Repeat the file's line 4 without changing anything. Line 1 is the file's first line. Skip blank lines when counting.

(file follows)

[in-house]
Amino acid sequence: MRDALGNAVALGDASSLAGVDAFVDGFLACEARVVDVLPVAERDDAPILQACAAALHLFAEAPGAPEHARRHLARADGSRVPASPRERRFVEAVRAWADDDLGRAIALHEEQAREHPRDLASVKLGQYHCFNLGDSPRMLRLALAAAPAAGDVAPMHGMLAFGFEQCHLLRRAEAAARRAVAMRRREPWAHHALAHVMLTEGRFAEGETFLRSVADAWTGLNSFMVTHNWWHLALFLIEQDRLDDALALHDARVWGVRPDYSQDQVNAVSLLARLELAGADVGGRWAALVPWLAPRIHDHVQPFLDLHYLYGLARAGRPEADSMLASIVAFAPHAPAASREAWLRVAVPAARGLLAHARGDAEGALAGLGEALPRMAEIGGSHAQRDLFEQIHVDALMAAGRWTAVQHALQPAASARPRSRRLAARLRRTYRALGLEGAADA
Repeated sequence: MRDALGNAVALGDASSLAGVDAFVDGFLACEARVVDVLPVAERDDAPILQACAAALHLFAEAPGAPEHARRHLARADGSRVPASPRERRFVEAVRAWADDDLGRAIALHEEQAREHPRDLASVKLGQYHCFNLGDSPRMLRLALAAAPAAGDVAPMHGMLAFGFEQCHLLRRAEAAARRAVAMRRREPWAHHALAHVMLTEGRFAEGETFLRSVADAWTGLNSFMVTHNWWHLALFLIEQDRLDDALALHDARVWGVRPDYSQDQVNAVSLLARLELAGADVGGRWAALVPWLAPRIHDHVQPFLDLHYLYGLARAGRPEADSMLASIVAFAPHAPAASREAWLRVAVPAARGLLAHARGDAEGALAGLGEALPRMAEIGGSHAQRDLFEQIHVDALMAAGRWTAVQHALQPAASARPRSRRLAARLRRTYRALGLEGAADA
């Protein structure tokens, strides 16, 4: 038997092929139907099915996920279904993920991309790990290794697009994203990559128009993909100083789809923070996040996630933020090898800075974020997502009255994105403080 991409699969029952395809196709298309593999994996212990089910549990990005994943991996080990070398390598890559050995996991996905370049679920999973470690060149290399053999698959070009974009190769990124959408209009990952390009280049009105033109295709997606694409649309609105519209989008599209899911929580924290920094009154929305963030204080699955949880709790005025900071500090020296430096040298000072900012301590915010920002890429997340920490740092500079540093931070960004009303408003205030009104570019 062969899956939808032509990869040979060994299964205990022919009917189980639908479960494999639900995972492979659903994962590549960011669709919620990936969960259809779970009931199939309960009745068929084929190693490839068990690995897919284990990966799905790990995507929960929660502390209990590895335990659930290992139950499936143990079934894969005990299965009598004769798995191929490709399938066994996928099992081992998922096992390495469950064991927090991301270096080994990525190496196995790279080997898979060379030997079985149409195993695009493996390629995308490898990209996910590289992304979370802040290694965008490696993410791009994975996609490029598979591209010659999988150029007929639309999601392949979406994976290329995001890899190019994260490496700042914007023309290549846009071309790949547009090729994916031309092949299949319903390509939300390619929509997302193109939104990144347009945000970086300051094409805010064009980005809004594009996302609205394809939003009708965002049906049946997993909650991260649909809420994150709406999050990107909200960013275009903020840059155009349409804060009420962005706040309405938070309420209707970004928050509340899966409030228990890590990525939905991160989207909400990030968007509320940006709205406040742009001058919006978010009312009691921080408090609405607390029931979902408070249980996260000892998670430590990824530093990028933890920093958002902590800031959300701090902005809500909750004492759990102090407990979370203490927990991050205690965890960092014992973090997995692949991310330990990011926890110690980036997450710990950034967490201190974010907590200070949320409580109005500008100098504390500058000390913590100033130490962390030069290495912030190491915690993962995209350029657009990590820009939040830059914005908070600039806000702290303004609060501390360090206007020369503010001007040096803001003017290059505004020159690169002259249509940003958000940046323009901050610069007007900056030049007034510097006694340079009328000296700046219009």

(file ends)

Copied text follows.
């Protein structure tokens, strides 16, 4: 038997092929139907099915996920279904993920991309790990290794697009994203990559128009993909100083789809923070996040996630933020090898800075974020997502009255994105403080 991409699969029952395809196709298309593999994996212990089910549990990005994943991996080990070398390598890559050995996991996905370049679920999973470690060149290399053999698959070009974009190769990124959408209009990952390009280049009105033109295709997606694409649309609105519209989008599209899911929580924290920094009154929305963030204080699955949880709790005025900071500090020296430096040298000072900012301590915010920002890429997340920490740092500079540093931070960004009303408003205030009104570019 062969899956939808032509990869040979060994299964205990022919009917189980639908479960494999639900995972492979659903994962590549960011669709919620990936969960259809779970009931199939309960009745068929084929190693490839068990690995897919284990990966799905790990995507929960929660502390209990590895335990659930290992139950499936143990079934894969005990299965009598004769798995191929490709399938066994996928099992081992998922096992390495469950064991927090991301270096080994990525190496196995790279080997898979060379030997079985149409195993695009493996390629995308490898990209996910590289992304979370802040290694965008490696993410791009994975996609490029598979591209010659999988150029007929639309999601392949979406994976290329995001890899190019994260490496700042914007023309290549846009071309790949547009090729994916031309092949299949319903390509939300390619929509997302193109939104990144347009945000970086300051094409805010064009980005809004594009996302609205394809939003009708965002049906049946997993909650991260649909809420994150709406999050990107909200960013275009903020840059155009349409804060009420962005706040309405938070309420209707970004928050509340899966409030228990890590990525939905991160989207909400990030968007509320940006709205406040742009001058919006978010009312009691921080408090609405607390029931979902408070249980996260000892998670430590990824530093990028933890920093958002902590800031959300701090902005809500909750004492759990102090407990979370203490927990991050205690965890960092014992973090997995692949991310330990990011926890110690980036997450710990950034967490201190974010907590200070949320409580109005500008100098504390500058000390913590100033130490962390030069290495912030190491915690993962995209350029657009990590820009939040830059914005908070600039806000702290303004609060501390360090206007020369503010001007040096803001003017290059505004020159690169002259249509940003958000940046323009901050610069007007900056030049007034510097006694340079009328000296700046219009």